Ten key areas for action emerged from the ESA’s research on science suppression. These actions were given general support by the ESA Board at the April 2020 meeting.
The ESA can begin to implement some of these actions immediately. Other actions need financial support and/or volunteer and research support to get underway – they cannot happen without additional input from ESA members.
The Academic Freedom Working Group therefore invites ESA members to join them to lead or contribute to implementing one or more of the key areas for action.
Please contact ESA Executive Officer Gail Spina for more information or to offer assistance (email@example.com).
Ten Point Plan for reducing science suppression in the ESA community
1. Promote independent environmental agencies
Promote independent environmental agencies, which are responsible for all environmental research, reporting and funding, including evaluation of legislation. Independence is critical to removing structural flaws that inevitably lead to politicisation of research and corruption. ESA would begin this project by first investigating existing work on these reforms by other organisations; those organisations may be in the best position to lead this initiative.
2. Preserve academic freedom for public-good research in university research contracts
Design clauses for university contracts with government and industry that protect academic freedom in public-good research, then encourage their adoption by universities and acceptance by government and industry.
3. Develop best practice academic freedom policies for universities.
For example, a research project that evaluates the degree to which academic freedom policies in universities protect academic freedom – to highlight universities that are doing well, those with room for improvement and to recommend an ideal academic freedom policy.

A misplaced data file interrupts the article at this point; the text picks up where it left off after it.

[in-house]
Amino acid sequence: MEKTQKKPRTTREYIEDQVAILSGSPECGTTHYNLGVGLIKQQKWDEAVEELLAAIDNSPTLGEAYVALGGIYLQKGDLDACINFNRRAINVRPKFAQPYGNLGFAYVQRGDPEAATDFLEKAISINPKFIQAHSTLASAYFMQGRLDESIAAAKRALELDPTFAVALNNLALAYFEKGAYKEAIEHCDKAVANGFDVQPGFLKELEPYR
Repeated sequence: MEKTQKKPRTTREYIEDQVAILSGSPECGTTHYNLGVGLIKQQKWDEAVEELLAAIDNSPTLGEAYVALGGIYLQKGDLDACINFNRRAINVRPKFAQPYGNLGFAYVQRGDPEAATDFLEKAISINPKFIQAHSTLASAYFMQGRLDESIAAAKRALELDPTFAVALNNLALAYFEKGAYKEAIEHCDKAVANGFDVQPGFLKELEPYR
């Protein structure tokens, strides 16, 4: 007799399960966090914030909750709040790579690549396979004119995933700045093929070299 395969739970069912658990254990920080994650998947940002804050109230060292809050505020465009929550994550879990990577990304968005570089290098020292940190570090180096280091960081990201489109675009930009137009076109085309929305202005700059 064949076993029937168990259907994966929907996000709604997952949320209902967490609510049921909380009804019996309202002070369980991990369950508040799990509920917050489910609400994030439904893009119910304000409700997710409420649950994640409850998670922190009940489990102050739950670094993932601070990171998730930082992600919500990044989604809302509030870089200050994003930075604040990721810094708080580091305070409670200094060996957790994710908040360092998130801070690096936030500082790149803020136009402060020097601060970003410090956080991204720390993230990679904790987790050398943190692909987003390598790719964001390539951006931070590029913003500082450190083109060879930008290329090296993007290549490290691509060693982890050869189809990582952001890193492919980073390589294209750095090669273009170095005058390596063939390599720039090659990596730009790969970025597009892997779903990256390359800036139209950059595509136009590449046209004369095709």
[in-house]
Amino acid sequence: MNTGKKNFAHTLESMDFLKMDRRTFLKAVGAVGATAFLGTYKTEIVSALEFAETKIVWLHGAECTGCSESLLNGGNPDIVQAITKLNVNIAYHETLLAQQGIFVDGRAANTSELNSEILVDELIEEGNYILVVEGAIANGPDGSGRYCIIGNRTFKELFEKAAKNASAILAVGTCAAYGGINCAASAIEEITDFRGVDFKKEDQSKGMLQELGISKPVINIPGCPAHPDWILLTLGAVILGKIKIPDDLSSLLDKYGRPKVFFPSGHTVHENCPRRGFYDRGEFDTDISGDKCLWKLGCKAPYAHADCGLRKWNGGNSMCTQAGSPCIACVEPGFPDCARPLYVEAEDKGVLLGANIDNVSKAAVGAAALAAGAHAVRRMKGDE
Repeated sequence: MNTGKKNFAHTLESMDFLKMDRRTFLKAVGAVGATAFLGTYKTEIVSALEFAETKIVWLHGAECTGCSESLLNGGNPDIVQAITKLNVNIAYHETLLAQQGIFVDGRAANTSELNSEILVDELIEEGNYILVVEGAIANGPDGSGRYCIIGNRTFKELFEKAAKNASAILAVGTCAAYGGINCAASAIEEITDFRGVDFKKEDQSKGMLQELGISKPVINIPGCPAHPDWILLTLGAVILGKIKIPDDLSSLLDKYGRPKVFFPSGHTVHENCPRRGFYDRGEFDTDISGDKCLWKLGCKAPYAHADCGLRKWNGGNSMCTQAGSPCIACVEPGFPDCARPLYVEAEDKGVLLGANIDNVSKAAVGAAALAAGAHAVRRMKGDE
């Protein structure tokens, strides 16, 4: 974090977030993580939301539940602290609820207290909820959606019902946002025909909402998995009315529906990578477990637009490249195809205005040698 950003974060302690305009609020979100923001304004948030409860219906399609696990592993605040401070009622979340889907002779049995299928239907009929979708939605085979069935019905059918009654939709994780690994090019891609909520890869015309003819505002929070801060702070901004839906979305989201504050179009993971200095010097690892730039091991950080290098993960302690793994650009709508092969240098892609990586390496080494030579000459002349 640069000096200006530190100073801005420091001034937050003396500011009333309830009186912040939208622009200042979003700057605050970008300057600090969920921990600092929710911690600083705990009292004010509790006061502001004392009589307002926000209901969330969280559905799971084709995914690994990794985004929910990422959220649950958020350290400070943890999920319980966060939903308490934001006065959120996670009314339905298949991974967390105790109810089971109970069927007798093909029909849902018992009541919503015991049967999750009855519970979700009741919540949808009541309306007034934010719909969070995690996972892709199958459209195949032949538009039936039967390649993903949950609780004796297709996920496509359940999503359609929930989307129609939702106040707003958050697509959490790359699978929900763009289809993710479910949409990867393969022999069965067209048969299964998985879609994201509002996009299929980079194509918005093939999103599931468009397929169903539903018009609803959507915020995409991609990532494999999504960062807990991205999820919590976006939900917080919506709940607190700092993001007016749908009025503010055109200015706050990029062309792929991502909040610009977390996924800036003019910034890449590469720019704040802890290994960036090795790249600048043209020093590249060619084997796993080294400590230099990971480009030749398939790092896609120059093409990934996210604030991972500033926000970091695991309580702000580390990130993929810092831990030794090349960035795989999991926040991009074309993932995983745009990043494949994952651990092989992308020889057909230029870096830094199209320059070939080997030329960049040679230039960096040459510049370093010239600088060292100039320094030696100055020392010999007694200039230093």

4. Facilitate reforms in government codes of conduct to promote scientific integrity
Adapt the Canadian Code for Scientific Integrity in Australian public instrumentality jurisdictions and encourage adoption by governments.
5. Develop guidelines for accountable, independent environmental impact assessments.
For example, data sharing, peer review, and methods for assessing cumulative impacts. Undertake research in collaboration with end-users to reform EIA processes in ways that improve open, timely and honest production and sharing of data.
6. Develop, then promote, best-practice OHS regulations to limit personal trauma.
Define OH&S risks associated with science suppression across workplaces, translate into model policy, and identify pathways to implementation.
7. Provide ESA members with links to whistle-blower platforms.
8. Provide web-based portal for documenting cases of science suppression.
ESA has developed an anonymous, web-based portal for accumulating evidence of science suppression and allowing annual reporting and targeted action. This can be found on our website here.
9. Facilitate media training to prepare ESA members for engaging with the media.
ESA is developing a range of options to provide training and guidelines to members on engaging with the media. These will be communicated to members when plans are more advanced.
10. Provide a network of support for scientists who speak up.
ESA is discussing options for providing background support to anyone who takes action or is thinking of taking action about Academic Freedom. This would include the capacity to ask for advice or assistance without identifying themselves if desired. More information will be released once finalised.